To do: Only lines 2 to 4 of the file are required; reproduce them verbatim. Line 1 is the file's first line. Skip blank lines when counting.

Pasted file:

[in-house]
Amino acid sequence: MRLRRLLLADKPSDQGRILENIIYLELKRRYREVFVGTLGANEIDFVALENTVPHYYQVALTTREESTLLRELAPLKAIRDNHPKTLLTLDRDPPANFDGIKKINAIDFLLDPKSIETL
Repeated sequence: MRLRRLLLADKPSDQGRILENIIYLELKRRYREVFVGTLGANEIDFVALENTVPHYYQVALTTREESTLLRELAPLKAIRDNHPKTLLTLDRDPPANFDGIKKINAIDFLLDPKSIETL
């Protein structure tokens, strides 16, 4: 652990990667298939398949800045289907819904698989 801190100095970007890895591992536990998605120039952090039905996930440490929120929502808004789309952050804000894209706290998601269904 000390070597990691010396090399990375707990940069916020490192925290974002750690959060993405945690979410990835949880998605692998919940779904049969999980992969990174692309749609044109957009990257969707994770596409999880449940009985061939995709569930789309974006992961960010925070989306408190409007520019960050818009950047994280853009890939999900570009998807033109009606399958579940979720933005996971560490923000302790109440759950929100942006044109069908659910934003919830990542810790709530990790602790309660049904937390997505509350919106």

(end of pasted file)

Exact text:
Amino acid sequence: MRLRRLLLADKPSDQGRILENIIYLELKRRYREVFVGTLGANEIDFVALENTVPHYYQVALTTREESTLLRELAPLKAIRDNHPKTLLTLDRDPPANFDGIKKINAIDFLLDPKSIETL
Repeated sequence: MRLRRLLLADKPSDQGRILENIIYLELKRRYREVFVGTLGANEIDFVALENTVPHYYQVALTTREESTLLRELAPLKAIRDNHPKTLLTLDRDPPANFDGIKKINAIDFLLDPKSIETL
């Protein structure tokens, strides 16, 4: 652990990667298939398949800045289907819904698989 801190100095970007890895591992536990998605120039952090039905996930440490929120929502808004789309952050804000894209706290998601269904 000390070597990691010396090399990375707990940069916020490192925290974002750690959060993405945690979410990835949880998605692998919940779904049969999980992969990174692309749609044109957009990257969707994770596409999880449940009985061939995709569930789309974006992961960010925070989306408190409007520019960050818009950047994280853009890939999900570009998807033109009606399958579940979720933005996971560490923000302790109440759950929100942006044109069908659910934003919830990542810790709530990790602790309660049904937390997505509350919106």